Yeah, I understand that Rucka and Saiz are doing a comic with OMAC in the title but just so no one forgets, let me introduce you to a fella named Buddy Blank
That's right. One Man Army Corps, baby! That's where it's at.
Nobody messes with the OMAC! OMAC was Kirby at his most Kirbyest. There were only 8 issues of the series. Sounds just right for a slightly oversized trade to me.
Yeah, I understand that Rucka and Saiz are doing a comic with OMAC in the title but just so no one forgets, let me introduce you to a fella named Buddy Blank
I'm going to post some reviews of the issues that make up the Essential Defenders Vol. 1 in the near future but I just wanted to say right off how much I'm enjoying reading these things! The first thing I noticed about the comics in this compilation is that they move fast! None of this "pages and pages of dialogue and exposition" you get nowadays. The story leaps from action scene to action scene and you'd better be able to keep up. Decompression be damned! The first Hulk issue in the book starts off with Bruce Banner unconscious and being dragged into a creepy mansion where people perform black rites on him. Damn! That's entertainment!
They're full of dialogue that would drive me nuts if I read it in something that came out recently but in the context of the early-70s wackiness that these stories come from it works, mate!
As soon as I get the scan-i-merator workin' I'll post some examples such as:
Right after Dr. Strange teleports himself and Namor into the Ward mansion. (Something abundantly clear from the art as well as Dr. Strange's words)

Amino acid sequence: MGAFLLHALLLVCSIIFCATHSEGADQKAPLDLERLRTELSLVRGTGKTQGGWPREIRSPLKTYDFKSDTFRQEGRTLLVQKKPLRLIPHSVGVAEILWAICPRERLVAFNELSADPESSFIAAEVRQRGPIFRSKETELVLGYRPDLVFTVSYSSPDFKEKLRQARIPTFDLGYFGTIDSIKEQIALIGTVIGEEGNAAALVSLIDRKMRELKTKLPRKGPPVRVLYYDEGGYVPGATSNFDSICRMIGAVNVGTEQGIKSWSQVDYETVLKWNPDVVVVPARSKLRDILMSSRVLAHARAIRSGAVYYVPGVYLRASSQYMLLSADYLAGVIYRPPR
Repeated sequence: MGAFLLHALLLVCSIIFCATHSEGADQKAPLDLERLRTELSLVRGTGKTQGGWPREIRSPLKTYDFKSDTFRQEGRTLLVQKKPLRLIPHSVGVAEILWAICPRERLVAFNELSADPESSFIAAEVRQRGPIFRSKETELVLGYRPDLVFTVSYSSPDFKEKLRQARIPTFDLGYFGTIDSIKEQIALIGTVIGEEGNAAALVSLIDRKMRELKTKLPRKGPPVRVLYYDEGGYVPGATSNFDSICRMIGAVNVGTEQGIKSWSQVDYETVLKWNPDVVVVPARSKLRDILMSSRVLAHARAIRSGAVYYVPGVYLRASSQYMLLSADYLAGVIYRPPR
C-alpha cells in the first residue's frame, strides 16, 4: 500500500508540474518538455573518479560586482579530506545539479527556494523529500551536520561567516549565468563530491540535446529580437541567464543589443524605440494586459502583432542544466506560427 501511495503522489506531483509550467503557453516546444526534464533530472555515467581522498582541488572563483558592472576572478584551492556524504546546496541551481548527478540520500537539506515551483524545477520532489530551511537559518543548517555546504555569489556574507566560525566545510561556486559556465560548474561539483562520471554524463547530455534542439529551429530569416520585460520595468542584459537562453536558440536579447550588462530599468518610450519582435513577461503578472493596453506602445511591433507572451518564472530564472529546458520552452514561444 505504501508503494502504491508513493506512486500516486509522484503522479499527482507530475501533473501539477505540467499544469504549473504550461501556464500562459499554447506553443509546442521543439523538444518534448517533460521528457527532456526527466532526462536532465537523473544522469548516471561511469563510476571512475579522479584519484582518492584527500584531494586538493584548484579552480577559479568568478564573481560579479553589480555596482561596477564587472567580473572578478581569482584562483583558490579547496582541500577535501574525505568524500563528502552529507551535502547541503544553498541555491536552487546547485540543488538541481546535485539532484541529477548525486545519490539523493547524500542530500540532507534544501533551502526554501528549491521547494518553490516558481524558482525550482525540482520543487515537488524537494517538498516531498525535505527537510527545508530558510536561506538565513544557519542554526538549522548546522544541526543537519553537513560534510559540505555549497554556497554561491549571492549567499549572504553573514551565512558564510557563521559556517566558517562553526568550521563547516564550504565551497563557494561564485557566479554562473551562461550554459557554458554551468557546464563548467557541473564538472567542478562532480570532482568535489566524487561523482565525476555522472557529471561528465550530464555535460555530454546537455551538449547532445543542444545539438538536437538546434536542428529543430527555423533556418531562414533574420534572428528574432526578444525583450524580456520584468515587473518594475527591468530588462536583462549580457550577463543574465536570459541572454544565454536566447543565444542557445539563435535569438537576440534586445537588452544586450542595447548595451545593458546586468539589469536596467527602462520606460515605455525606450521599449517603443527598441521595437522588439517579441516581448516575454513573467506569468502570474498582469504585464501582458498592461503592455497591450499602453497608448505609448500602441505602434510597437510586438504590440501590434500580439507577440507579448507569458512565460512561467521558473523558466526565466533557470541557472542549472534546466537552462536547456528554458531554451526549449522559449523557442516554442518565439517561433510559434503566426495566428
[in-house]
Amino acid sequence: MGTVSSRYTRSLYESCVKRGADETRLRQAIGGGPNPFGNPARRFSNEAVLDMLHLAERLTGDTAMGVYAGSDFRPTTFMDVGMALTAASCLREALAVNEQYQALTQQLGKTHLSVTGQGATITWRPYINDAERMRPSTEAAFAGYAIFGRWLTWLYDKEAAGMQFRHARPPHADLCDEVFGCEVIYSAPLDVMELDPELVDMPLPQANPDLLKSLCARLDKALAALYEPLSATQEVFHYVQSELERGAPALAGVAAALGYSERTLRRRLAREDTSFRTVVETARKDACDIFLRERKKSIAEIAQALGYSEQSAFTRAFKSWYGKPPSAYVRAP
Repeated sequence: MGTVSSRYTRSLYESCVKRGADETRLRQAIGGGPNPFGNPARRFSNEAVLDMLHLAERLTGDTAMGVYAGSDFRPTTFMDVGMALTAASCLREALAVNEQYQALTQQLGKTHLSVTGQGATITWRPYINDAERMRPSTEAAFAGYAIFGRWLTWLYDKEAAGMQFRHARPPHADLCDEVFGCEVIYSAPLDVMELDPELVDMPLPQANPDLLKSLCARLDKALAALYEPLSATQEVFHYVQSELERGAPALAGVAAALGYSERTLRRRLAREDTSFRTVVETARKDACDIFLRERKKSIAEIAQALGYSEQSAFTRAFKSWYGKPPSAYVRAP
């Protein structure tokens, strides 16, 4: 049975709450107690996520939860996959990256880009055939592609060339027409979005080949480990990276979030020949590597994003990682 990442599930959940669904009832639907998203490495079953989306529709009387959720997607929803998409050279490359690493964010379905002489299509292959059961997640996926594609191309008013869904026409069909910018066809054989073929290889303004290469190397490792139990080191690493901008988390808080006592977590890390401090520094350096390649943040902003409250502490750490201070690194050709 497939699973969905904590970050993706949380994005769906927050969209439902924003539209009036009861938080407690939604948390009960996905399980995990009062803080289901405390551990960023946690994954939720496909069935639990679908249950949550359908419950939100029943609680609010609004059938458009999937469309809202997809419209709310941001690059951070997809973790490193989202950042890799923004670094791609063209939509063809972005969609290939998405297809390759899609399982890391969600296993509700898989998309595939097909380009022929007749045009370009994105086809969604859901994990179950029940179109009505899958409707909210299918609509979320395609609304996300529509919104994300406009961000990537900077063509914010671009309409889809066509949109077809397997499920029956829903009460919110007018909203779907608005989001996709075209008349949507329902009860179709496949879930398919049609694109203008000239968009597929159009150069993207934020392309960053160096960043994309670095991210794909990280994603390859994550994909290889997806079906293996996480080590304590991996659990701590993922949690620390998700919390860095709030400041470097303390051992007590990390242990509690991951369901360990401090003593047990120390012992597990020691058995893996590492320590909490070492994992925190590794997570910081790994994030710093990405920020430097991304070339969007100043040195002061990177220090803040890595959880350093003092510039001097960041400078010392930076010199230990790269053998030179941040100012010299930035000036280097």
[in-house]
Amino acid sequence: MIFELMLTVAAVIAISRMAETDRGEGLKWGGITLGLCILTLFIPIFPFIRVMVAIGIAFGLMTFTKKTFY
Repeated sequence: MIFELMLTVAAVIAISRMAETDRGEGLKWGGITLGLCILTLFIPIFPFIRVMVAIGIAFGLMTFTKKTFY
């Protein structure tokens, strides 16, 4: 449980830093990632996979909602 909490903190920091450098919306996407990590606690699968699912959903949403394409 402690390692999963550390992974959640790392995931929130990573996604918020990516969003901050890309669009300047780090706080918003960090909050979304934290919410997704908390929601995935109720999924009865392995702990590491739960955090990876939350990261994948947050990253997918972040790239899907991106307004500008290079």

NAMOR: "We are back inside its walls!"
Until then, I leave you with the cover of Dr. Strange #183 which got the whole Defenders ball rollin'
at 10:55 PM
Most of you already know about this, I'm sure, but for those of you who haven't seen it, check out this flippin' huge Comic Covers Archive.
The search function is pretty good. I wish they had a thumbnail option but one can't have everything, can one?
at 11:05 PM
Today I rounded up the remainder of my holds. I got one from Marvel, one from DC and one from IDW. I only liked one of them all the way through but I only disliked one of them completely, as well.
Let's start with the bad:
Ultimate Fantastic Four #20: (spoilers)The hackneyed story introduced in #19 gets just plain dull in issue 20. The villain is tedious and unoriginal and the way Mike Carey depicts her "higher" brain output becomes difficult to keep reading. See, she's overclocked her brain so she doesn't pause between words because she's thinking so fast. Get it? This little trick made a tedious story that much harder to stick with.
This issue also contains the Worst. Villain. Monologue. Ever. She injects it directly into Reed's brain. I think this was Carey's attempt to throw the necessary exposition in there without resorting to the "Now that I've got you I will reveal my insidious plan in great detail" cliché. It didn't work for me. Warren Ellis would have done much better. That this comes right after Ellis's run on UFF makes it even harder to read. I like Jae Lee's art even though it's a radical departure from the work Kubert did when he was on board. The only gripe I have about the visuals is the cover. Everybody looks good except for Johnny. He seems to be wearing eyeliner. It's Robert Smith as The Human Torch!
EDIT: Clarified Artist reference above.
Grimjack: Killer Instinct #5: #5 made up for a lot of the problems I had with #4. Issue 4 made me realize that the first three issues had pretty much coasted along on my nostalgia. I mean, dude! Grimjack! Ostrander and Truman are gettin' the band back together, man!
#5 is every bit as full of the clichés and tropes and worn-out, tough-guy dialogue as the earlier issues but somehow in every one, except for the fourth one, it works! I think it's because Ostrander is completely unapologetic about it. There were a couple of lines I predicted as they came up. e.g.:
"No way I could take 'em in a fair fight."
"Good thing I don't fight fair."
It's like a sing-a-long. It's like a classic-rock station. We all know the songs but it's fun to belt out the verses.